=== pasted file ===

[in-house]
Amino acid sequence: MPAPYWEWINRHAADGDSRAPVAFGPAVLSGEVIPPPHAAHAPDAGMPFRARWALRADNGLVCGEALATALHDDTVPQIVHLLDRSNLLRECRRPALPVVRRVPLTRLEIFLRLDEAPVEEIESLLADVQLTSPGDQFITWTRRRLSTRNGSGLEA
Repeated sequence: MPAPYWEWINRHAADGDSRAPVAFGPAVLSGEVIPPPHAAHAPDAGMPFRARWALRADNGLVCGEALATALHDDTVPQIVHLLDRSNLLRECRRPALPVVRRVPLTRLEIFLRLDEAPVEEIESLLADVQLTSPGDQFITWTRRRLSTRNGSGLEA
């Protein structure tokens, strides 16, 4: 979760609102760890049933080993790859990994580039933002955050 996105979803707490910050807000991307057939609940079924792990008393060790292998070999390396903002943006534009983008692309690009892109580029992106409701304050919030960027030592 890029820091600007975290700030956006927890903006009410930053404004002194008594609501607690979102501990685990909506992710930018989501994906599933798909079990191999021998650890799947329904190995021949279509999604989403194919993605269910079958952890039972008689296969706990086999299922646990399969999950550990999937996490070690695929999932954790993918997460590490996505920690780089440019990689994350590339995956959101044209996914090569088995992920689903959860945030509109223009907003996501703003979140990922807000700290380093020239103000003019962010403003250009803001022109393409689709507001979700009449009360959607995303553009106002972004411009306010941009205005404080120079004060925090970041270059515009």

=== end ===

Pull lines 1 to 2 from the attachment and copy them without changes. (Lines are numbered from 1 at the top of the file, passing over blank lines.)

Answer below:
[in-house]
Amino acid sequence: MPAPYWEWINRHAADGDSRAPVAFGPAVLSGEVIPPPHAAHAPDAGMPFRARWALRADNGLVCGEALATALHDDTVPQIVHLLDRSNLLRECRRPALPVVRRVPLTRLEIFLRLDEAPVEEIESLLADVQLTSPGDQFITWTRRRLSTRNGSGLEA